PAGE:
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Progressive taxation’s mischief

Gubernatorial candidate Tom Wolf has proposed a progressive income tax for Pennsylvania, which is no real surprise. The language of political campaigns is the language of taxing the rich. In this, Wolf is no different from many others seeking office this November.

But there are several things you will not hear him or any candidate say, and these things are important for Pennsylvanians to know as they contemplate what kind of taxation they want.

First, rich people already pay more income tax than the poor in Pennsylvania. Someone who earns $10,000 pays $307. Someone who earns $100,000 pays $3,070. The whole point of our current flat tax is for the rich to pay more than the poor. A progressive tax just further magnifies the extra the rich pay.

But the question of who pays how much focuses on the here and now. A progressive tax also plants the seeds for much future economic pain. The more progressive our tax system, the more Pennsylvania will rely on an ever smaller number of people for the bulk of its revenues. The smaller the number of people the state relies on for tax revenues, the more our tax revenues will fluctuate as those people’s fortunes rise and fall. California is a warning. California’s state tax code has become so progressive that all it takes is a handful of Silicon Valley billionaires deciding to move across the border into Nevada to throw the state into a fiscal crisis. This is not to say that the rich should not pay their fair share. Rather, asking them to pay more than their fair share merely encourages them to look for the door.

A progressive tax also sends a dangerous message to would-be entrepreneurs: If you fail, you and your investors must bear the pain of bankruptcy. But, if you succeed, you and your investors must pay higher taxes. This lose-lose scenario simply encourages entrepreneurs also to look for the door — taking with them not just their wallets, but the jobs they create.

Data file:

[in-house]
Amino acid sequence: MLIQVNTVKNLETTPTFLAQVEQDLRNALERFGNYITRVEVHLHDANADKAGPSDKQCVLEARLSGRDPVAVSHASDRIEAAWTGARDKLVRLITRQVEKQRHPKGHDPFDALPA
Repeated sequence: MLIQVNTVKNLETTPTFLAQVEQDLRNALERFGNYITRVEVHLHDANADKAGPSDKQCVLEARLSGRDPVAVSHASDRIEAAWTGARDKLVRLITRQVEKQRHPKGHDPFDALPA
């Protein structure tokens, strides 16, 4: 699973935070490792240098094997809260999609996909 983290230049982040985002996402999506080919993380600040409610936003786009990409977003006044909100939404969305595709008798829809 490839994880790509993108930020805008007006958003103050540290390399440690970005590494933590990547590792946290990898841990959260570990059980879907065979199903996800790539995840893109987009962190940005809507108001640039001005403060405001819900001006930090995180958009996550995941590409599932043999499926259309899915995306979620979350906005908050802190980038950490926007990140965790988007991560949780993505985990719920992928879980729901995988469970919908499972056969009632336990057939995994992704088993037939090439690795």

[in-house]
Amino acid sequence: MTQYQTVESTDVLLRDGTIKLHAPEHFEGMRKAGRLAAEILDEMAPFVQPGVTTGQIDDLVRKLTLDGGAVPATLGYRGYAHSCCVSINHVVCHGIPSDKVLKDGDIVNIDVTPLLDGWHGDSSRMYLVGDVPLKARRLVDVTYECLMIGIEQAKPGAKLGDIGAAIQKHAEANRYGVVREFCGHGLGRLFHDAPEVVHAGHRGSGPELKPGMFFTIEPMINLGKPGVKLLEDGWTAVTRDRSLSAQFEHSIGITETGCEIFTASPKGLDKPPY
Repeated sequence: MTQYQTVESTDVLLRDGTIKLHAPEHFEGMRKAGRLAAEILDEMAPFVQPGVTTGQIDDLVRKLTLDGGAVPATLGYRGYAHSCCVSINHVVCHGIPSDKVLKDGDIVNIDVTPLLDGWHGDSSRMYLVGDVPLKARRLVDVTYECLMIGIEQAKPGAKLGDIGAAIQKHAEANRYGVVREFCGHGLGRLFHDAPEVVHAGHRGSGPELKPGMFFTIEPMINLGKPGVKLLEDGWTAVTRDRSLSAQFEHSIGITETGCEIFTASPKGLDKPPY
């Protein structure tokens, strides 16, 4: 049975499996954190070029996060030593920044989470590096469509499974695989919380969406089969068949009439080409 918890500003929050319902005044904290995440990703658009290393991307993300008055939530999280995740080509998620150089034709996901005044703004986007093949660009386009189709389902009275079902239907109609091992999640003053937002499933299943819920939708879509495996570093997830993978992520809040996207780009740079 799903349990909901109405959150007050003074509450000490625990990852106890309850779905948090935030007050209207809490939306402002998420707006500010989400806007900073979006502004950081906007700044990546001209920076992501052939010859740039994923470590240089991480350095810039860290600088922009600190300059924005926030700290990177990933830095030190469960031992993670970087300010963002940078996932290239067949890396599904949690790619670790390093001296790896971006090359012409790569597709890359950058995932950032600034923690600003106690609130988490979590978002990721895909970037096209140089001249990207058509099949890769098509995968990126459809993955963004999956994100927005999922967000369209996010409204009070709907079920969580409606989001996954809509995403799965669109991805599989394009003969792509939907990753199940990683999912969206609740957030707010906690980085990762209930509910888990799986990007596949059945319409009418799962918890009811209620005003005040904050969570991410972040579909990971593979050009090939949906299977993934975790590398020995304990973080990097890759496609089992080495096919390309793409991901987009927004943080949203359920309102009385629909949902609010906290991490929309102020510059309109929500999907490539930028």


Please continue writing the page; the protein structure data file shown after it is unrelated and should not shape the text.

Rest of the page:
Finally, a progressive tax is the tumbling pebble that releases the avalanche of ever-growing government spending and deficits. A progressive tax divides voters into “net payers” and “net receivers” — those who pay more in taxes than they receive in government benefits, and those who receive more than they pay. The more progressive the tax system, the greater is the number of net receivers. The greater the number of net receivers, the greater is the political pressure to increase spending and taxation even further. For an example, look no further than the federal government. At the federal level, about 50 percent of voters receive more benefits from the federal government than they pay in taxes. Those voters directly benefit from electing politicians who will expand government spending. It is the proverbial two wolves and a sheep voting on what’s for dinner.

Unfortunately, progressive taxes are political gold for politicians. Initially, a progressive income tax will generate more tax revenue. But this is only because it takes people time to respond. As successful entrepreneurs wise up and leave for more hospitable climes, our tax revenues will decline, and politicians will then have to lean even more heavily on the remaining rich, accelerating the entrepreneurial exodus. Of course, by the time this happens, today’s political candidates will have moved on, leaving the fiscal and economic mess for someone else to clean up.

Antony Davies is associate professor of economics at Duquesne University. James R. Harrigan is director of academic programs at Strata in Logan, Utah.


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